I was telling Ryan the other day that reading calms me down.
When I’m feeling anxious (which has been happening a lot lately), my default is to read. To escape. Usually, this does the trick. I come out of my reading haze refreshed and a bit more centered. This doesn’t work with reading the news or reading blogs. As funny as the girls over at GFY HQ are, even their (hilarious) sartorial commentary can’t do for me what a good book can.
What I’m saying is that reading is my therapy.
So, I picked up The Hunger Angel, a book with a plot so completely foreign to any experience that I’ve ever had, ready to be transported. I think that it was unfair (and probably stupid) of me to seek the calm that I usually get from books in this book. The story isn’t about calm, it isn’t about allowing the reader to get lost in a fantasy world, it’s certainly not about any world that any of us would want to live in, it’s about hunger. And it’s brutal. And it’s beautiful.
The Hunger Angel, by Herta Müller and translated by Philip Boehm, won the 2009 Nobel Prize for Literature. It is the story of Leo, an ethnic German from Transylvania, and the five years that he endured as a forced laborer in a Soviet camp after World War II.
Light reading, right?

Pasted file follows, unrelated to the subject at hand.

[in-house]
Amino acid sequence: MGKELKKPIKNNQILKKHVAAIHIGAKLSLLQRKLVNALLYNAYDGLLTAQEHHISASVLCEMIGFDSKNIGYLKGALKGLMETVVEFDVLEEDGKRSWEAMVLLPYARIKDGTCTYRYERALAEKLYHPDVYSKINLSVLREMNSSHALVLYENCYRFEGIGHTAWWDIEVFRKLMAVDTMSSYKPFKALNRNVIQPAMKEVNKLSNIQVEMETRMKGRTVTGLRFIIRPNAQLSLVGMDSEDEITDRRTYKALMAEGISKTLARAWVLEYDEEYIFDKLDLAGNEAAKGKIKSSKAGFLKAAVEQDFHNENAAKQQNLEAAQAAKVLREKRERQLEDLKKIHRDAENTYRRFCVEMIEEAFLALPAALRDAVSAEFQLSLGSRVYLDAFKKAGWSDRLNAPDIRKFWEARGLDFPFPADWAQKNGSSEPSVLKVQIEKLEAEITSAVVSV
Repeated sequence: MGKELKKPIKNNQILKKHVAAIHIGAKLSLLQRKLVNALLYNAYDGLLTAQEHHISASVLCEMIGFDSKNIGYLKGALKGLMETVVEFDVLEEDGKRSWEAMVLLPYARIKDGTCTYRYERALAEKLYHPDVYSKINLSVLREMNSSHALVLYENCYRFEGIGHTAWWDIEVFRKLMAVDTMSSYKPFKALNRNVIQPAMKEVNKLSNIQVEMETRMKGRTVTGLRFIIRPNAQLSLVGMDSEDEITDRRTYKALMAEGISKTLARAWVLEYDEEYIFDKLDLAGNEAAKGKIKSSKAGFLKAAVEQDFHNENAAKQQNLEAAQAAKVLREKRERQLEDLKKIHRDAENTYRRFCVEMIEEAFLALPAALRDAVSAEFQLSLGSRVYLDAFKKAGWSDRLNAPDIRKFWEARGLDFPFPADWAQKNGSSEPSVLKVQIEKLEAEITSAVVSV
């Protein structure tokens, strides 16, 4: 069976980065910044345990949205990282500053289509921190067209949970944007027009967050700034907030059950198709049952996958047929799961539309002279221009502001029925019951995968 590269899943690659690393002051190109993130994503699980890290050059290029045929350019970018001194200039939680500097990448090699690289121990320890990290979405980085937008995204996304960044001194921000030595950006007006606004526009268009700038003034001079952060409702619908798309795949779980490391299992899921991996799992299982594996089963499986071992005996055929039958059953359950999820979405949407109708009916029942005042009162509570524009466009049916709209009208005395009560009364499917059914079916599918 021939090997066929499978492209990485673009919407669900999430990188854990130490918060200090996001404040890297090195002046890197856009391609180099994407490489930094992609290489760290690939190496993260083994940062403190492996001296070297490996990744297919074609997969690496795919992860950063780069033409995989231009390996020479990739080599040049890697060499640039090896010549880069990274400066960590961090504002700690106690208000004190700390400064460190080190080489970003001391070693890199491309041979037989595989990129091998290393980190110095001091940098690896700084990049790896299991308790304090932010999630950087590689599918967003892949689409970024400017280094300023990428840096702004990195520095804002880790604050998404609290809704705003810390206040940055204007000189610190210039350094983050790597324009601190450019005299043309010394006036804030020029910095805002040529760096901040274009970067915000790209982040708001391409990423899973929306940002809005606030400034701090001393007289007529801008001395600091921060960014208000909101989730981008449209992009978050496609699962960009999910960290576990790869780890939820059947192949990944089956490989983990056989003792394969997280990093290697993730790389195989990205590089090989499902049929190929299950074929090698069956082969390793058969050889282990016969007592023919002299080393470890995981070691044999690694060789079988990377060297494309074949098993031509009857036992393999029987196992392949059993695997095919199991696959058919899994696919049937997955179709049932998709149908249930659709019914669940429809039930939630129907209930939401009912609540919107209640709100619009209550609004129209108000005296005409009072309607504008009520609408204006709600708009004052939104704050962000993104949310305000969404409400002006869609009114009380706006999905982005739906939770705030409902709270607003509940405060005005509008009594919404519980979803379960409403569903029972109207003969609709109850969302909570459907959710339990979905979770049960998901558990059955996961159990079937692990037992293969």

I knew before reading the book that the author’s mother had been the inspiration for the book. And that Müller began to write the story with the help of another survivor, Oskar Pastior, who died three years before the book was published. Those facts were in the back of my mind while reading, which probably didn’t help my near-total inability to shut out the outside world while reading this book. And, if anything, this book is one that you need to focus on and sink into. The prose is so thick and so gorgeous that it deserves and demands your full intention.
I know that there are a few books that I’ve read a few years too early or a few too late, but I think that my timing with The Hunger Angel was probably only off by a few weeks. I think that I needed to be calmer before looking for calm in this book. In the end, it broke my heart a little that the book made me more anxious than anything. (Like I said, it’s brutal.) I almost didn’t write anything about the story because I know that I would love it if my timing had been better. It really is one of the best pieces of fiction that I’ve ever read and excels on so many fronts. Any failure to extol its virtues really says more about me than it does about the book. (I guess this entire review has said more about me than it has about the book.)
So, I’d say read it. It’s powerful and phenomenally well-written (the translator really needs a round of applause for his work), but don’t go looking for warm, fuzzy, good-book feelings in this one.
Happy Wednesday (and sorry for all the feels)!
Programming Note: I’ve updated my 2014 Reading List! No images this year, but I’ll be better about writing, at least a little, about each book that I read this year. You’ll be able to find the list at that link, and I promise the posts will be less about me and more about the books!